World Cup: Spain-Holland Match Review

Quinn Rooney

Holland's 5-1 thrashing of Spain sent shock-waves through the football world. But is this merely another bump in the road for Del Bosque's side, or a wake-up call to what could be a grim reality Roja fans have yet to accept?

Coming off three wins in as many major international competitions, Spain looked to get off to another good start. The first chance of the game fell to Wesley Sneijder, who found himself one on one with Casillas, but put his shot straight at the Real Madrid keeper, in what was somewhat reminiscent of Casillas' save on Arjen Robben in the 2010 World Cup.

After a shaky start defensively, Spain settled into their possession game, and found their first chance of the game in the form of an Andrés Iniesta long-range effort that sailed just high of the bar. Newly capped Spanish international, Diego Costa, soon after found himself one on one with Cillessen, but didn't react fast enough, and failed to get a shot off. The Atlético striker was played through with a wonderful ball from David Silva just minutes later, but thunder-bolted his shot wide of the net.

Around the 25th minute, Spain's majestic midfield play culminated in an utterly brilliant ball from Xavi to Costa, who was taken down in the box, and awarded a penalty. Del Bosque selected Real Madrid maestro, Xabi Alonso, to take the penalty, which he converted with ease, making it 1-0 Spain.

Just before the half, Iniesta played a sublime ball to David Silva down the left, but the Manchester City man dinked it wide of the net, perhaps surprised by what was an otherworldly pass from Don Andrés himself.

Minutes later, after Silva's miss, Van Persie equalized with a diving, acrobatic header that caught Casillas off his line. After barely touching the ball for 44 minutes, the Dutchman's spectacular header saw both teams enter the half with one goal a piece.

Second half was all Holland. Robben scored in the 52nd to make it 1-2 off a diagonal ball that caught Gerard Piqué flat-footed. Del Bosque's looked to make changes in 62nd by bringing on Fernando Torres and Pedro for Costa and Xabi Alonso. But these changes proved futile as Holland scored a third when Casillas misjudged a cross, leading to a tap-in for Stefan to make 1-3.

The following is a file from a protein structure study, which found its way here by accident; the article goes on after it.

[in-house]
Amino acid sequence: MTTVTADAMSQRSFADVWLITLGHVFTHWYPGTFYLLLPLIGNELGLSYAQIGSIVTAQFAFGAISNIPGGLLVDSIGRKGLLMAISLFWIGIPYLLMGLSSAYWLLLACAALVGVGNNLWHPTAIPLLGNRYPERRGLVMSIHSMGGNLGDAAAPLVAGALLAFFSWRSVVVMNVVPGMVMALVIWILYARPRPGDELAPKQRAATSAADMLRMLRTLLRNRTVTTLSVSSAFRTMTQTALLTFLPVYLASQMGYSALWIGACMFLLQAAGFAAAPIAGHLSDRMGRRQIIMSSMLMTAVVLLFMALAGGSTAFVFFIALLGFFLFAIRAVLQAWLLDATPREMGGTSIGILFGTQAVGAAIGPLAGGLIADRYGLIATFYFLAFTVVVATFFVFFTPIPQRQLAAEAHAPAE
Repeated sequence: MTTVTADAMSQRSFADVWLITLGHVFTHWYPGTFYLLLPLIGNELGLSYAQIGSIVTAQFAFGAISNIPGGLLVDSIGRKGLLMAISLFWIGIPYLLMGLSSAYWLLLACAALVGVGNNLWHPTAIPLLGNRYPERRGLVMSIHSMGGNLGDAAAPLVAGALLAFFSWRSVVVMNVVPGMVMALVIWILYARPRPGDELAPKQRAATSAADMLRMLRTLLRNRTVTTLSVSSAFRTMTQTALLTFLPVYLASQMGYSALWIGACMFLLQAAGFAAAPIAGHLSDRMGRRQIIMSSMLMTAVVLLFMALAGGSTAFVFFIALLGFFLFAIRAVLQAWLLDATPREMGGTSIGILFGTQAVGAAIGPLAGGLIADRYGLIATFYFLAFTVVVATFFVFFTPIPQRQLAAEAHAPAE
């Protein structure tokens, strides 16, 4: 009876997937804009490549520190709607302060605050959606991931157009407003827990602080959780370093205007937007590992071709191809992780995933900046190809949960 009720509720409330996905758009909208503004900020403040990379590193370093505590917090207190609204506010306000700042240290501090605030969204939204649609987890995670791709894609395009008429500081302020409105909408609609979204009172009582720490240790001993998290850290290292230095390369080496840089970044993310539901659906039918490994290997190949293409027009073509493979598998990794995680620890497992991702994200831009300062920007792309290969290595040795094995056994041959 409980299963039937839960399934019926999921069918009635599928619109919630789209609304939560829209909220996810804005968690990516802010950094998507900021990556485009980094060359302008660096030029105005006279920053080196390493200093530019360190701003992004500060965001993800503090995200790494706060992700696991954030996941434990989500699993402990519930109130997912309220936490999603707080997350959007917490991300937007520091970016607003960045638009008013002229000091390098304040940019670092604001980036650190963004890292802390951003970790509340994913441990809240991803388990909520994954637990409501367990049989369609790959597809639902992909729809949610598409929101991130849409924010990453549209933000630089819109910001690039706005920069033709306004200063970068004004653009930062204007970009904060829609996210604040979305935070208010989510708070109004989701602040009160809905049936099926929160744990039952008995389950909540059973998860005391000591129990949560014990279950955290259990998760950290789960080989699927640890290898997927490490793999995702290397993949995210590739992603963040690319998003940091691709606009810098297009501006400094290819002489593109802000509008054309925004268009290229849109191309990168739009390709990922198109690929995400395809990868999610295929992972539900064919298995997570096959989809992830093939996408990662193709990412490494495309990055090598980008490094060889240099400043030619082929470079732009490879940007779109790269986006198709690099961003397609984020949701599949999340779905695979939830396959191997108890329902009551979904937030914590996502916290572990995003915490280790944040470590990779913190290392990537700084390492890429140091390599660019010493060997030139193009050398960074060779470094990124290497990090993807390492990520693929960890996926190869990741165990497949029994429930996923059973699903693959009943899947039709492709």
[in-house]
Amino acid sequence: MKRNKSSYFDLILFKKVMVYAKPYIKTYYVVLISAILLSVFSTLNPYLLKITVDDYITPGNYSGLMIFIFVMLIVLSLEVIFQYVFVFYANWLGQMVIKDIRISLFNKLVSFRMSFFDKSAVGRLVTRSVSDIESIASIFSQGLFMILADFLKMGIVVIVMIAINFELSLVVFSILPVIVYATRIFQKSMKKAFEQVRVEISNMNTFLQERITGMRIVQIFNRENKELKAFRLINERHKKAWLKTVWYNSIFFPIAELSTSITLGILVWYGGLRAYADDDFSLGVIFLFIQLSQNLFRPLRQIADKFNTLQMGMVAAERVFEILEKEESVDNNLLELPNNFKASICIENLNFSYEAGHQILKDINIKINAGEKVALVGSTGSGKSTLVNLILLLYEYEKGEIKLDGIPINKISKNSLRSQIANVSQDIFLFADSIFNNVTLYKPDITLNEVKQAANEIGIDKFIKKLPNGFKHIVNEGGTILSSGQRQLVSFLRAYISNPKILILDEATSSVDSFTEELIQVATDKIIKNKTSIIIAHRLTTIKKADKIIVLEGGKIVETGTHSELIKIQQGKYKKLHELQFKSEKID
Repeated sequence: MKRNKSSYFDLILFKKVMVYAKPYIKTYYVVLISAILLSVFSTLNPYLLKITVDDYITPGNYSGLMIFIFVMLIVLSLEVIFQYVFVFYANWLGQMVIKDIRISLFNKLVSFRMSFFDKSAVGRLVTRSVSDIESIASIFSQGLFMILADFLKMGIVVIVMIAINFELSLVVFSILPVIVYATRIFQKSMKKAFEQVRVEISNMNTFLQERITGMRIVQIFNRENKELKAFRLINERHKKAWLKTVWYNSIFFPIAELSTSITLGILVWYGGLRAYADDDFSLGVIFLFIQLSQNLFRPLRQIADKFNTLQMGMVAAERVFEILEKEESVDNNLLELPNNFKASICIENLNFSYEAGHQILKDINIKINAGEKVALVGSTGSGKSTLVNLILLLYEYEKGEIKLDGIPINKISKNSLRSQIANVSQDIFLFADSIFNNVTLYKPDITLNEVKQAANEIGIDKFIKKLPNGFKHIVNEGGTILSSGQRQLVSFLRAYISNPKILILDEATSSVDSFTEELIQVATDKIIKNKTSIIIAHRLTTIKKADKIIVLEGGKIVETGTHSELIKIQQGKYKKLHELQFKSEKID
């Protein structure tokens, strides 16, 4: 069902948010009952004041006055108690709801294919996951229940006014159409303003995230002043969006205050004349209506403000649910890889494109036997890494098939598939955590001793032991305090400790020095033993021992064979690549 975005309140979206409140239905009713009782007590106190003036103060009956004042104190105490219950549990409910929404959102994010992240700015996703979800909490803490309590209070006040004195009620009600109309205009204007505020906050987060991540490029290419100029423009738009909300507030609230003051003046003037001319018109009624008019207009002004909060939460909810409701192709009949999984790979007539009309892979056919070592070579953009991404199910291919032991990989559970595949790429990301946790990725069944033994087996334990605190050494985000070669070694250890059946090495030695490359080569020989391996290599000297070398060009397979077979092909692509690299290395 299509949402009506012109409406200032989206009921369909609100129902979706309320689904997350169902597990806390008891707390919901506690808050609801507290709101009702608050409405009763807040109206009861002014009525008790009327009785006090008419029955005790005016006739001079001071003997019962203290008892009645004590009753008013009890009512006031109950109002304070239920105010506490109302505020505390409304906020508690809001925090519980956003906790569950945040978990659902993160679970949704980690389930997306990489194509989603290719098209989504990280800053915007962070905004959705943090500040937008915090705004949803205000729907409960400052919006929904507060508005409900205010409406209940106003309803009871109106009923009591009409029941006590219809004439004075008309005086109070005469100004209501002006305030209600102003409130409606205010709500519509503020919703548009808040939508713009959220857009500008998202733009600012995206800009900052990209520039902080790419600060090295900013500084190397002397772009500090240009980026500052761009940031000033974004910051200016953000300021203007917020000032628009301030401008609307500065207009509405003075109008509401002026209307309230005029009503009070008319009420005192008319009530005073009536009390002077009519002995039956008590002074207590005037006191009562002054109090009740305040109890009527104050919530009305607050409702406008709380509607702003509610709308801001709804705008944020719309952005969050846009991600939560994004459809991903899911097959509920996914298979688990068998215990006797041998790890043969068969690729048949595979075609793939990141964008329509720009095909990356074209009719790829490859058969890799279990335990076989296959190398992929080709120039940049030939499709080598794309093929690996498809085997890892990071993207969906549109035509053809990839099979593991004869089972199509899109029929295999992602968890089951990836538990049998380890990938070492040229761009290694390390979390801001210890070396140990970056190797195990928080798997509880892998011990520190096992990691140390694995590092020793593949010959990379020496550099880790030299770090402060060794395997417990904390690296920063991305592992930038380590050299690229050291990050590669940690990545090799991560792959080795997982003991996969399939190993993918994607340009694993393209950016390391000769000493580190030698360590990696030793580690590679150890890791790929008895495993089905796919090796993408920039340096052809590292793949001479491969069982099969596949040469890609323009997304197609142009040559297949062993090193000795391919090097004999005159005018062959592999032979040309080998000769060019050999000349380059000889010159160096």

After a disallowed goal for David Silva, Holland scored again after yet another Casillas blunder. The La Roja legend failed to control a simple back-pass, as Van Persie stole the ball and converted to make it 1-4.

As if it wasn't already a night of humiliation for the defending World Cup champions, Robben scored his second to make it 1-5, as Spaniards everywhere sunk their heads.

In what surely sent shockwaves through the football world, Spain's defeat was only their fourth in the last 65 competitive matches. Being able to motivate a group of players who have experienced as much success as this Spanish side have is a difficult task. While I am not one to judge Del Bosque, if Spain are to recover, it is imperative that changes are made.

Whether or not Del Bosque's continues to succumb to his stubbornness remains to be seen. But with a very difficult match against Chile ahead, the Spain manager can't afford to repeat his mistakes. There is a plethora of talent at Del Bosque's disposal. Younger players like Javi Martinez and Koke could see action for their increased mobility, and defensive work-rate, of which Spain sorely lacked.

In 2010, Spain lost to Switzerland in the opening match, but went on to win the tournament in spectacular fashion. At this point, everyone knows how Spain want to play. If they want to repeat their remarkable run in 2010, Del Bosque will either have to evolve the Spanish template, or make the necessary personnel changes. If he fails to do so, 2014 could prove quite embarrassing for Roja fans everywhere.

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